Link to the University of Pittsburgh Homepage
Link to the University Library System Homepage Link to the Contact Us Form


Amatya, Nilesh (2019) POST-TRANSCRIPTIONAL CONTROL OF IL-17 RECEPTOR-MEDIATED INFLAMMATION. Doctoral Dissertation, University of Pittsburgh. (Unpublished)

Download (5MB) | Preview


Interleukin-17A (commonly known as IL-17) is a pro-inflammatory cytokine critical in host
defense against microbial pathogens. However, dysregulated IL-17 receptor signaling drives
many autoimmune conditions including psoriasis, multiple sclerosis and autoimmune glomerulonephritis. Activation of inflammatory gene transcription through NF-κB is one of the most well-characterized IL-17 signaling pathways. However, IL-17 is consistently found to be a modest activator of transcription in experimental settings. Thus, the profound biological functions of IL-17 in vivo are often attributed to post-transcriptional control of IL-17 target gene expression, but the fundamental mechanisms remain largely underexplored. In this dissertation, I have focused on understanding the basic principles underlying IL-17-induced post-transcriptional regulation of inflammatory genes. Here, I describe two novel RNA-binding proteins (RBP) that promote IL-17-induced inflammation. In chapter 3, I have focused on
understanding how IL-17 promotes inflammation by regulating mRNA stability and mRNA translation through an RNA-binding protein called AT-rich interactive domain-containing protein 5A (Arid5a). Arid5a stabilizes mRNAs encoding IL-17-driven genes such as Il6, Cxcl1
and Cxcl5 by directly binding to their 3’UTR. Arid5a also enhances mRNA translation of key transcription factors such as C/EBPβ and IκBξ, which in turn facilitate transcription of IL-17 target genes. In chapter 4, I identified another RBP, which acts as an activator of IL-17 signaling. This RBP upregulates expression of
IL-17-dependent genes at least in part by triggering NF-κB. Mice deficient in this RBP are less
susceptible to IL-17-dependent autoimmune models such as experimental autoimmune encephalomyelitis (EAE) and experimental autoimmune glomerulonephritis (EAGN).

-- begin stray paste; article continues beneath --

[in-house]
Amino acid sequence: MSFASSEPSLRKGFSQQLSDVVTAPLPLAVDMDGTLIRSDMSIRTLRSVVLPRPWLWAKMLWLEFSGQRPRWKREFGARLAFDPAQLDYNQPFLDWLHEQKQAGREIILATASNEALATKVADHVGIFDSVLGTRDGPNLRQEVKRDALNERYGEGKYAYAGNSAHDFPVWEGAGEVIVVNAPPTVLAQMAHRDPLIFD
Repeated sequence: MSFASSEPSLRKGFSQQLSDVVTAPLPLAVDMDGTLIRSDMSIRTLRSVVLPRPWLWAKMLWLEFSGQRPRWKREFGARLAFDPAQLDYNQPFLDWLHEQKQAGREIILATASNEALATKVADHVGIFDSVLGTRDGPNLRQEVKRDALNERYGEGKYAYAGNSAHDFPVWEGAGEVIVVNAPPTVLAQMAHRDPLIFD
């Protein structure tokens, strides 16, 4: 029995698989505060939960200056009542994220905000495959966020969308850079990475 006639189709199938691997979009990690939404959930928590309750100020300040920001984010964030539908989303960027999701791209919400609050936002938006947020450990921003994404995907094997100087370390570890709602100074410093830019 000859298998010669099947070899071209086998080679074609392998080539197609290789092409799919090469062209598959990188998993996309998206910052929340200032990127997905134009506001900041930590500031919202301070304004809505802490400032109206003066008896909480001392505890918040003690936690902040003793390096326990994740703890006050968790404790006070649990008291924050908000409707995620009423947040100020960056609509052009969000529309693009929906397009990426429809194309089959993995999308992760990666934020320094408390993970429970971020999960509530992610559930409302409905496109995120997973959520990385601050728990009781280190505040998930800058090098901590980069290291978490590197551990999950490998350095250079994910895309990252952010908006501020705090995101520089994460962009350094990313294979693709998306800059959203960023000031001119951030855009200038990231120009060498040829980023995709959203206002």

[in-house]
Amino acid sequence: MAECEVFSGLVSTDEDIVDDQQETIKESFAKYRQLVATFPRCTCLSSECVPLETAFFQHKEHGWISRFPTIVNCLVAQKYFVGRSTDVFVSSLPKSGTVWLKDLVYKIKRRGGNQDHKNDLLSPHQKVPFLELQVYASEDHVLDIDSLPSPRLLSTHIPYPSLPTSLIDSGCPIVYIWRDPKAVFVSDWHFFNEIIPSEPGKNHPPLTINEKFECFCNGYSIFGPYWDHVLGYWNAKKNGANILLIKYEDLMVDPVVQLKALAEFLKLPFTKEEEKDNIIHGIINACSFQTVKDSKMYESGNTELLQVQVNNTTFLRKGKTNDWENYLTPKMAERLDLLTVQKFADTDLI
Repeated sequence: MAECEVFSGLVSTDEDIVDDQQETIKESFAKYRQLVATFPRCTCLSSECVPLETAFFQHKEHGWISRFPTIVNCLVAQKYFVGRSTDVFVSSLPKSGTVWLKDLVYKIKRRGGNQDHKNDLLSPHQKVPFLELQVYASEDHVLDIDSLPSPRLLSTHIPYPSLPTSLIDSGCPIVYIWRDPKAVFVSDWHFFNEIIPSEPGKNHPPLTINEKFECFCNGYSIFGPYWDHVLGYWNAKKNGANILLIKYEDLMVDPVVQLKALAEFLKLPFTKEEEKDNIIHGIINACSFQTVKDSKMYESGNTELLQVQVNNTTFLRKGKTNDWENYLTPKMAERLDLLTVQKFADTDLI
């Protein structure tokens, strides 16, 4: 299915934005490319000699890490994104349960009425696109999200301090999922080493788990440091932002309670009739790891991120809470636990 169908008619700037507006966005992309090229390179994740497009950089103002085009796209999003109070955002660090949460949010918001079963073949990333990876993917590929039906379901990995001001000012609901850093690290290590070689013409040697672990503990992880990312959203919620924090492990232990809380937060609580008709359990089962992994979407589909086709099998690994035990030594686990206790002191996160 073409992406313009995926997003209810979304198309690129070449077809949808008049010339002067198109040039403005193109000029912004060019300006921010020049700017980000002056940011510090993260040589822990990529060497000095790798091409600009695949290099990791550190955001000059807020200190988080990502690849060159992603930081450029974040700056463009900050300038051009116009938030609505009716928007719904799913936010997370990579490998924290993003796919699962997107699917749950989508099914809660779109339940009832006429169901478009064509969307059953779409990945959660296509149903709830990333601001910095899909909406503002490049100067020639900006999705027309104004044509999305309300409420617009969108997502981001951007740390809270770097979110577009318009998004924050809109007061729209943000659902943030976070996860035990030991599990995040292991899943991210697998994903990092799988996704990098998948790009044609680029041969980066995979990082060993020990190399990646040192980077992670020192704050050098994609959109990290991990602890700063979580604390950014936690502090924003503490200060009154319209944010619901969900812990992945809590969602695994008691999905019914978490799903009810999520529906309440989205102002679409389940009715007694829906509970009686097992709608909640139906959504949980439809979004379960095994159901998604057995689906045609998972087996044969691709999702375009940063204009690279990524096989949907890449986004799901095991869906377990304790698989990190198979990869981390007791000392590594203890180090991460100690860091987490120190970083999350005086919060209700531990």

Interestingly, this RBP does not affect Th17 differentiation in vivo or in vitro. Using radiation
chimeras, I found that this RBP functions dominantly in the non-hematopoietic compartment to induce kidney damage during EAGN. These results are consistent with a model in which this novel RBP positively regulates IL-17 mediated signaling rather than affecting Th17 cell
differentiation. Therefore, my dissertation research has deepened our understanding of how RBPs play essential roles in controlling IL-17 signaling post-transcriptionally. Understanding these mechanisms would be beneficial for designing oligonucleotides or small molecule inhibitors that can restrain RBP-mRNA interactions to dampen inflammation during autoimmune


Social Networking:
Share |


Item Type: University of Pittsburgh ETD
Status: Unpublished
CreatorsEmailPitt UsernameORCID
Amatya, Nileshnia25@pitt.edunia250000-0002-7942-1742
ETD Committee:
TitleMemberEmail AddressPitt UsernameORCID
Thesis AdvisorGaffen,
Committee ChairGaffen,
Committee MemberD'cruz,
Committee MemberKane,
Committee MemberSarkar,
Committee MemberO'sullivan,
Date: 3 January 2019
Date Type: Publication
Defense Date: 10 October 2018
Approval Date: 3 January 2019
Submission Date: 28 November 2018
Access Restriction: 5 year -- Restrict access to University of Pittsburgh for a period of 5 years.
Number of Pages: 178
Institution: University of Pittsburgh
Schools and Programs: School of Medicine > Immunology
Degree: PhD - Doctor of Philosophy
Thesis Type: Doctoral Dissertation
Refereed: Yes
Uncontrolled Keywords: Interleukin-17, Arid5a, RNA-binding proteins, post-transcriptional gene regulation
Date Deposited: 03 Jan 2019 20:03
Last Modified: 03 Jan 2024 06:15


Monthly Views for the past 3 years

Plum Analytics

Actions (login required)

View Item View Item